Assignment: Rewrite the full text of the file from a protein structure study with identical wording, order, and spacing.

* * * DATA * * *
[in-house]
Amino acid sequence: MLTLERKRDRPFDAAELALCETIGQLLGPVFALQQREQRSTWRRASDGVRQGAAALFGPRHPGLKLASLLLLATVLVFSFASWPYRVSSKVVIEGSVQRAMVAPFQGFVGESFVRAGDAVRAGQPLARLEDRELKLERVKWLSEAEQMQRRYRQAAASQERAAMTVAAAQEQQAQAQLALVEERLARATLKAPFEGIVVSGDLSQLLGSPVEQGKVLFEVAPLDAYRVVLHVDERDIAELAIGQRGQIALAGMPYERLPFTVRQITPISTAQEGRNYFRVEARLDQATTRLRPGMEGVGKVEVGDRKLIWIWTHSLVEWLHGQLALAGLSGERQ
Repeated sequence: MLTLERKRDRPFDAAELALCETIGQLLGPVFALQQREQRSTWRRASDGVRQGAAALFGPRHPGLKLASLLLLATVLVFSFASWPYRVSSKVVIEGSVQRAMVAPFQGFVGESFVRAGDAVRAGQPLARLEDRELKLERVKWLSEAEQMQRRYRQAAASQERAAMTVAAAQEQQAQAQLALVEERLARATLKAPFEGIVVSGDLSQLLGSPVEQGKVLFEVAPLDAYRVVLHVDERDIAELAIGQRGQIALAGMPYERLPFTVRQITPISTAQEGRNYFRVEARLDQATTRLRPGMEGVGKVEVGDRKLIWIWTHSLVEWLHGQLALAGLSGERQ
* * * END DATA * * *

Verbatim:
[in-house]
Amino acid sequence: MLTLERKRDRPFDAAELALCETIGQLLGPVFALQQREQRSTWRRASDGVRQGAAALFGPRHPGLKLASLLLLATVLVFSFASWPYRVSSKVVIEGSVQRAMVAPFQGFVGESFVRAGDAVRAGQPLARLEDRELKLERVKWLSEAEQMQRRYRQAAASQERAAMTVAAAQEQQAQAQLALVEERLARATLKAPFEGIVVSGDLSQLLGSPVEQGKVLFEVAPLDAYRVVLHVDERDIAELAIGQRGQIALAGMPYERLPFTVRQITPISTAQEGRNYFRVEARLDQATTRLRPGMEGVGKVEVGDRKLIWIWTHSLVEWLHGQLALAGLSGERQ
Repeated sequence: MLTLERKRDRPFDAAELALCETIGQLLGPVFALQQREQRSTWRRASDGVRQGAAALFGPRHPGLKLASLLLLATVLVFSFASWPYRVSSKVVIEGSVQRAMVAPFQGFVGESFVRAGDAVRAGQPLARLEDRELKLERVKWLSEAEQMQRRYRQAAASQERAAMTVAAAQEQQAQAQLALVEERLARATLKAPFEGIVVSGDLSQLLGSPVEQGKVLFEVAPLDAYRVVLHVDERDIAELAIGQRGQIALAGMPYERLPFTVRQITPISTAQEGRNYFRVEARLDQATTRLRPGMEGVGKVEVGDRKLIWIWTHSLVEWLHGQLALAGLSGERQ